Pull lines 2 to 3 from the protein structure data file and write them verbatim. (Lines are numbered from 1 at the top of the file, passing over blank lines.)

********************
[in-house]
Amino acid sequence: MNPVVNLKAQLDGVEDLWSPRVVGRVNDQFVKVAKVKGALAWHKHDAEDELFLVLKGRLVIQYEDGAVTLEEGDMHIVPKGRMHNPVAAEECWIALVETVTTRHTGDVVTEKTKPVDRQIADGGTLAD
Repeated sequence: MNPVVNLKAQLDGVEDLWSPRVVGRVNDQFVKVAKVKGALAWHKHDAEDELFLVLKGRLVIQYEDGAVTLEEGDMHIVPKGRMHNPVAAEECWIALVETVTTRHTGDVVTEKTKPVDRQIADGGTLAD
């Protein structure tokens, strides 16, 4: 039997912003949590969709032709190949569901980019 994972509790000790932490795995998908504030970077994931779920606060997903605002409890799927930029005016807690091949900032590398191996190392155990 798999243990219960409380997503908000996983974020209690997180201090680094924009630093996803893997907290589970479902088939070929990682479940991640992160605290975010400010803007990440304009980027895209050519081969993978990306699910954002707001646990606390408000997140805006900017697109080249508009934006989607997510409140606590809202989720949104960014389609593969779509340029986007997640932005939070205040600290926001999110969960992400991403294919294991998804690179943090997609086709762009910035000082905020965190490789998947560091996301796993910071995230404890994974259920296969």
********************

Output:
Amino acid sequence: MNPVVNLKAQLDGVEDLWSPRVVGRVNDQFVKVAKVKGALAWHKHDAEDELFLVLKGRLVIQYEDGAVTLEEGDMHIVPKGRMHNPVAAEECWIALVETVTTRHTGDVVTEKTKPVDRQIADGGTLAD
Repeated sequence: MNPVVNLKAQLDGVEDLWSPRVVGRVNDQFVKVAKVKGALAWHKHDAEDELFLVLKGRLVIQYEDGAVTLEEGDMHIVPKGRMHNPVAAEECWIALVETVTTRHTGDVVTEKTKPVDRQIADGGTLAD